Ducking my way through the latch gate I knew nothing of what was on the other side, nothing. Crossing the high step was my first step into work life and a radically different lifestyle than anything I had ever known or seen. It was a world of men and manliness. A world of former military men who had all known war and service. `some of it carried through to their work life. Collars and ties, black shiny boots. Yes sir, no sir.
The massive sliding door kept out the icy blasts and the latch gate gave ready access to the workshop without losing heat. Even so, it seemed colder inside than out and the steamy breath of ten men greeted me as the low sunlight filtered through the silhouetted frames of men’s legs, arms, heads and workbenches. I stomped the slush from my snow-sodden boots and looked up as someone said loudly, “Whoah! Look what the wind blew in!” The men leaned bemusedly on the benches as I broke into their chatting back and forth and they waited for the 8 o’clock start. I sensed my awkwardness flash like a beacon on my red face. I couldn’t soak everything in. I’d never been here before and I had never been so fully immersed into an adult world of work. Most of the shop was submersed in an archaic gloominess. Dusty cobwebs high in the rafters, wafted around by the warming air amidst dull and dark unlit lightbulbs. I was caught up in something revolutionary. I knew change was about to happen today. I was no longer a 15 year old boy but a 15 year old man.
There were no real pleasantries transitioning from boy to man. Not to start off with. It was when I’d stood awkwardly on the periphery for what seemed like an age that one man shifted his gangly body from a leaning slouch to full height. “I’m George.” he said as he stepped forward to welcome me. I stood silently, not knowing what I was supposed to do. Social graces were not part of my upbringing. He reached his hand forward and I remembered seeing my dad once shake another man’s hand so I did the same. “Whats, your name?” George asked.
George nudged my shoulder and took me to the wall clock with its brass lever and a pencil hanging from a thin string and tied to the clock. “Pull the lever and sign your name in the box.” he said. More awkwardness. I’d never signed my name that I could recall before. I liked George above all the rest of the men. He was the youngest. He had integrity. Little did I know then that he would become a key figure in my training and I would come to appreciate him and his input into my life for the decades to come. That first gesture opened the door to a decade of friendship. He became my mentoring support, guiding me through the complexities of woodworking, but also the complex issues of a growing teenager searching for answers. George had a kind face. His blue eyes and cleft chin matched his wide and ever grinning smile. I never saw him frustrated or angry. I learned this from him. George was clean shaven, always. There was no image to him, unlike today’s young men cloned from the same male actor, George was his own man. I like the individualism of the era I was in. It was an age where rock stars like the Beatles were emerging in my world. George knew exactly what I needed to grow into and he knew exactly the steps for me to take. I was well tucked under his wing from that day on.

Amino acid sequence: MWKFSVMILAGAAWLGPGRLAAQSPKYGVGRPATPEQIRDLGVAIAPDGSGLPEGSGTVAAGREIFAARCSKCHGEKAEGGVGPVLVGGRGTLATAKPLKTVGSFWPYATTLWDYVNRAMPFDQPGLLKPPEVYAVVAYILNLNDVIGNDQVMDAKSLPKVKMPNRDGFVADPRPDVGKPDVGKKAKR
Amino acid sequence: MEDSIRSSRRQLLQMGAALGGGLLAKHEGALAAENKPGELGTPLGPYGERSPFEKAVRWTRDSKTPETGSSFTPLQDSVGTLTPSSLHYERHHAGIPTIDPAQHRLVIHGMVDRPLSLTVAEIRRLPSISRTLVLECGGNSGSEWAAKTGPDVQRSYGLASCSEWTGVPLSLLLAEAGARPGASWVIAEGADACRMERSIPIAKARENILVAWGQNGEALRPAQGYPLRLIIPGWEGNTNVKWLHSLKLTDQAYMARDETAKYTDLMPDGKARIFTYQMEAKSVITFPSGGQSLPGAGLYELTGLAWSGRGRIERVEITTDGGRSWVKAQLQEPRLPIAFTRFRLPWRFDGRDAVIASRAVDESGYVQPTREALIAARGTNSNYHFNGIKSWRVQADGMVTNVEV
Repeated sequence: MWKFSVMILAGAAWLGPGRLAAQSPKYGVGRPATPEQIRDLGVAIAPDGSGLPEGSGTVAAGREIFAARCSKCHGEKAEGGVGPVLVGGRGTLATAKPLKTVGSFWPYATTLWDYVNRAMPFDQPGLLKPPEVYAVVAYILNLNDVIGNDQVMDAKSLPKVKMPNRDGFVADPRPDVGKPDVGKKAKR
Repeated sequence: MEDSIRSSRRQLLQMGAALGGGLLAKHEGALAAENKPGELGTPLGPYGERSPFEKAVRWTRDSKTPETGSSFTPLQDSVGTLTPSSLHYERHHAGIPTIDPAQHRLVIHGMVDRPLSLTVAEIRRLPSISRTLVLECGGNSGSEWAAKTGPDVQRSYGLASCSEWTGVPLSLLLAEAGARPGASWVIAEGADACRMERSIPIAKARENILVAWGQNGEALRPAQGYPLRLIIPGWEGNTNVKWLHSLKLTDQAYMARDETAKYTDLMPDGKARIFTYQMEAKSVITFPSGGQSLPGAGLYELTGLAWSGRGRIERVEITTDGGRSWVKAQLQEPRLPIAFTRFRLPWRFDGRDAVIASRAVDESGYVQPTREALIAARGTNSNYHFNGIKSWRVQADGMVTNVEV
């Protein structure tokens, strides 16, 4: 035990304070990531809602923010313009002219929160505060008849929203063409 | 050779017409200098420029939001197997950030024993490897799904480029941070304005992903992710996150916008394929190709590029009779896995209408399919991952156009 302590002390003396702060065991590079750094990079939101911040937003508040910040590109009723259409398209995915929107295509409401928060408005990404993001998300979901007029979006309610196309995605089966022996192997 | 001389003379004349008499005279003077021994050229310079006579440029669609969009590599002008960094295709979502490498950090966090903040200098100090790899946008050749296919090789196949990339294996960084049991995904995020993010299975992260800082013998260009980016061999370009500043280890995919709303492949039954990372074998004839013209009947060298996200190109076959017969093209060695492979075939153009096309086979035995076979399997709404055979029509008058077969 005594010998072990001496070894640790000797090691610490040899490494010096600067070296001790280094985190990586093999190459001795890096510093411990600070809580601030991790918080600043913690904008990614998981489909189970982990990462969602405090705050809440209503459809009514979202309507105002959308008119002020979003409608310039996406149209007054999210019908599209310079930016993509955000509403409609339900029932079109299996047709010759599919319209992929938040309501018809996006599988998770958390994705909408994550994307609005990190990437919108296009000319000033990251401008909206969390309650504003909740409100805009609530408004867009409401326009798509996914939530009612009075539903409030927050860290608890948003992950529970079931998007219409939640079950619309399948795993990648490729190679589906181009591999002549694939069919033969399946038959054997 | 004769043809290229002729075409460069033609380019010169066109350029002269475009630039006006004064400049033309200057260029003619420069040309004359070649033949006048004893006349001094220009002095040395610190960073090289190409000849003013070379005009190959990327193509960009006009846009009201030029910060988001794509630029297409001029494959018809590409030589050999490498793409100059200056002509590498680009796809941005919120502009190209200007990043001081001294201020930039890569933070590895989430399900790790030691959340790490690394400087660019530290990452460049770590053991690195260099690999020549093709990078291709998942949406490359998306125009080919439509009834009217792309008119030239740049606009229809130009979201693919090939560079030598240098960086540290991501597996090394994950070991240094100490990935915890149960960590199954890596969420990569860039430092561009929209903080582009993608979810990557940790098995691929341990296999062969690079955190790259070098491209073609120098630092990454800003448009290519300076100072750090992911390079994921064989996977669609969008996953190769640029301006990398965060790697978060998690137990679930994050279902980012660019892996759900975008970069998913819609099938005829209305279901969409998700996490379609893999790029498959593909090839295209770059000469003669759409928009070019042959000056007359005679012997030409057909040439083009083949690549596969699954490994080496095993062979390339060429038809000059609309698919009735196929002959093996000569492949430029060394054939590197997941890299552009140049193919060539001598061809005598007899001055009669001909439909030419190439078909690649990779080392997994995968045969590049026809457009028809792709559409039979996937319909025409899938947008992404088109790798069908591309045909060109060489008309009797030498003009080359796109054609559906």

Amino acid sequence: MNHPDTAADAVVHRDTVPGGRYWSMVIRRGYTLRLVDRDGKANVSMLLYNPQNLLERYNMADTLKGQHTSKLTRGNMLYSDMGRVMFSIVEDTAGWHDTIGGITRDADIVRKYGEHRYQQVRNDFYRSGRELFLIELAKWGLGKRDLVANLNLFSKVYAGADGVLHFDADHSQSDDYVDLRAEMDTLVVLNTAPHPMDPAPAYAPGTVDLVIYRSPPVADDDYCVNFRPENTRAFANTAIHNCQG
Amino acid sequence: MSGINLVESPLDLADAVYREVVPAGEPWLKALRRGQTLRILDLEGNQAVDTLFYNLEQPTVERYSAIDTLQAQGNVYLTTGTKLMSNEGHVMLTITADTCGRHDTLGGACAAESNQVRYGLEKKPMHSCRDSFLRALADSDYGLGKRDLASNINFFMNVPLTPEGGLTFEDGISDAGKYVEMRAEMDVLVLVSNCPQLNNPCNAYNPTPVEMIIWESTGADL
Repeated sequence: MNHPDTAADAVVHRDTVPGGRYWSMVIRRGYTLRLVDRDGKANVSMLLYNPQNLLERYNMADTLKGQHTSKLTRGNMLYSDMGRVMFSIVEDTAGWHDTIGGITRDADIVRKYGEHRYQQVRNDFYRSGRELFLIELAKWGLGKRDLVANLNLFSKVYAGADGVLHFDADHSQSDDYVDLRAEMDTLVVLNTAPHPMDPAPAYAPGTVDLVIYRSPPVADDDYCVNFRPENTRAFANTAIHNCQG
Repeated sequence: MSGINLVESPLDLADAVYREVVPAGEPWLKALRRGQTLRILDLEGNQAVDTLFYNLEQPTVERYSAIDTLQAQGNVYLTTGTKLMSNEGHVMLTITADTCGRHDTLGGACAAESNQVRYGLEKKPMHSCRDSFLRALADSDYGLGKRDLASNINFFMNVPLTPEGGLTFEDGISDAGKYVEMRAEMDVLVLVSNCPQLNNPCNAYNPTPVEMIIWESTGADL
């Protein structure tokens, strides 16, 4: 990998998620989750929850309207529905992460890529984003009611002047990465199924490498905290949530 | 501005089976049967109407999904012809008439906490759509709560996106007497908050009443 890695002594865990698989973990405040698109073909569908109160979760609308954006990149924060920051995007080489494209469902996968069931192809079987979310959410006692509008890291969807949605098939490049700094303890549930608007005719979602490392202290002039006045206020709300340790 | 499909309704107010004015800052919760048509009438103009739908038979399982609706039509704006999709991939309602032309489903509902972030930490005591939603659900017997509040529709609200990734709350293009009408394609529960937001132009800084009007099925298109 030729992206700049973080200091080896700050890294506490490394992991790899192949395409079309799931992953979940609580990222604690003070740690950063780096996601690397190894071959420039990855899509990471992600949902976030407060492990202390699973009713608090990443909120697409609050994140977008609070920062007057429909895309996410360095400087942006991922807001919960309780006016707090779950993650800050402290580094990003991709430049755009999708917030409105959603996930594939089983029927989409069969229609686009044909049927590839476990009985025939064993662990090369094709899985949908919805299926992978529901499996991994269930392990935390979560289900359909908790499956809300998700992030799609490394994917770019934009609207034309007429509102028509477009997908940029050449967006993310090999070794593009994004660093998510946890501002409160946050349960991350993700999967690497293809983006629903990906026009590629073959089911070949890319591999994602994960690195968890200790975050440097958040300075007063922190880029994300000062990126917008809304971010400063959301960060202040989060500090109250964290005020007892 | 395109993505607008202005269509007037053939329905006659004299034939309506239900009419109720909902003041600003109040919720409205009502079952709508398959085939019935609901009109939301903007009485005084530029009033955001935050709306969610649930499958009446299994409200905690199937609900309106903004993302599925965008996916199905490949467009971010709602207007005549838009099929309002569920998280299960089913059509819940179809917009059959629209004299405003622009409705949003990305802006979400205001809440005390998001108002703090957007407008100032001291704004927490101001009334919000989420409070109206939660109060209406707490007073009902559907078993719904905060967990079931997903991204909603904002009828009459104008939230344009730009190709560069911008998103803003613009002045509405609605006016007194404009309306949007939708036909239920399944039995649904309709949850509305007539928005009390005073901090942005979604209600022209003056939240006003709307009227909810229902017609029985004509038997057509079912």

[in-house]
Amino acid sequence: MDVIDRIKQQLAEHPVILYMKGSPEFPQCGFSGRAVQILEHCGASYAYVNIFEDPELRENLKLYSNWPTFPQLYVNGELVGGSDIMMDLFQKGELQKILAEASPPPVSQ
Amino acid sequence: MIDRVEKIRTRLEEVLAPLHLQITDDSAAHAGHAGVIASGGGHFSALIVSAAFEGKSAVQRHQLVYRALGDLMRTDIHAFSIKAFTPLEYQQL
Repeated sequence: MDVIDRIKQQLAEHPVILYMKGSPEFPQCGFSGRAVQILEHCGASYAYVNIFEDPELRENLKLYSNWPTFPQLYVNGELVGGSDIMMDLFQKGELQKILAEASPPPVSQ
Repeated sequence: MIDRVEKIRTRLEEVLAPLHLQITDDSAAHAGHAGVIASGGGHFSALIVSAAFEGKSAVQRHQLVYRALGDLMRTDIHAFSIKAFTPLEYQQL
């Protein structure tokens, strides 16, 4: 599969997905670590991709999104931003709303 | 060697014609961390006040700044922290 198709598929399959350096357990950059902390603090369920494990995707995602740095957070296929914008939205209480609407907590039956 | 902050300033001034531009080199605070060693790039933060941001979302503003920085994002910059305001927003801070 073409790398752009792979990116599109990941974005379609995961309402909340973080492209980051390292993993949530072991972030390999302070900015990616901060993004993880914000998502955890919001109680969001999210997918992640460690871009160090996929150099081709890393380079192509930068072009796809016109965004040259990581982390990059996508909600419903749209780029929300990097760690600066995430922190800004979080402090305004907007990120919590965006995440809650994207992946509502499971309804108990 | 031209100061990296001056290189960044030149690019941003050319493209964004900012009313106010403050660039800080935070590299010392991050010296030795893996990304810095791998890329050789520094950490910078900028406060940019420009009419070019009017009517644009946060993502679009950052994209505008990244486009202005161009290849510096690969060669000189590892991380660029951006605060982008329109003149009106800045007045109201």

My adventure began a more wholesome adventure when this day began. I could no more look into the future than anyone else could, but I felt the whole of creation making adjustments to receive me, as if it eagerly anticipated that I would become a carpenter and work with wood for the remaining days of my life all those years ago.
To say George took over from that day on would perhaps be true and not true. Just as my father taught me to work diligently and honestly, George taught me the basics of workmanship and becoming a working craftsman. His abilities in many realms became mine, even his ambitions in some measure. Whereas he left woodworking to become a woodworking teacher in schools, I went on to teach woodworking by starting my own schools, writing my own curriculum and then writing books too. I took the steps unavailable to George and started online teaching. I feel he would be proud if my work were he still alive. Who knows how many of the tens of thousands following me today will indeed stand on my shoulders as I did George’s.